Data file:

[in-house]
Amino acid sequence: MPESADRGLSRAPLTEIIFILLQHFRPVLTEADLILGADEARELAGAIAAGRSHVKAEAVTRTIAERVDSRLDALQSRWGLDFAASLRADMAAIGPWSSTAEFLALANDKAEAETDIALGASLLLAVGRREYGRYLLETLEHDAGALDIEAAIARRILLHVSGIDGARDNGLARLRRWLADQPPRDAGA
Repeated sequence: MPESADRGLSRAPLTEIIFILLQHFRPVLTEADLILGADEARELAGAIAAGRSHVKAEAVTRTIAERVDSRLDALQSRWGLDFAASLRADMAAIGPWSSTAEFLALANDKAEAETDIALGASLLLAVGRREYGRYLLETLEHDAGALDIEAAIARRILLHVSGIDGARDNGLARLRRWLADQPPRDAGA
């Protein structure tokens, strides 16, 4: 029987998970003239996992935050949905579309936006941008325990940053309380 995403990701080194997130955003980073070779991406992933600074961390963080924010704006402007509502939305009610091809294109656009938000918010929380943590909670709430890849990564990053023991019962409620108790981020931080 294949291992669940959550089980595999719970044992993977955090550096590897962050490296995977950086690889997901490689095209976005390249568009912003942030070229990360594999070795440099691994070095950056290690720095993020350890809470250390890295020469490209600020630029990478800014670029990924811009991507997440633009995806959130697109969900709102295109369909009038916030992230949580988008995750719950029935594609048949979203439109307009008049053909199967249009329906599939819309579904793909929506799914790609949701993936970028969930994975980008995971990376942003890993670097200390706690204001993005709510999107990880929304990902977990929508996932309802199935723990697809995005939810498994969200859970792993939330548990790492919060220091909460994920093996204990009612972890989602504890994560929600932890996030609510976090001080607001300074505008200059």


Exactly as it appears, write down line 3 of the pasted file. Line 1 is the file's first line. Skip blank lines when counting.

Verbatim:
Repeated sequence: MPESADRGLSRAPLTEIIFILLQHFRPVLTEADLILGADEARELAGAIAAGRSHVKAEAVTRTIAERVDSRLDALQSRWGLDFAASLRADMAAIGPWSSTAEFLALANDKAEAETDIALGASLLLAVGRREYGRYLLETLEHDAGALDIEAAIARRILLHVSGIDGARDNGLARLRRWLADQPPRDAGA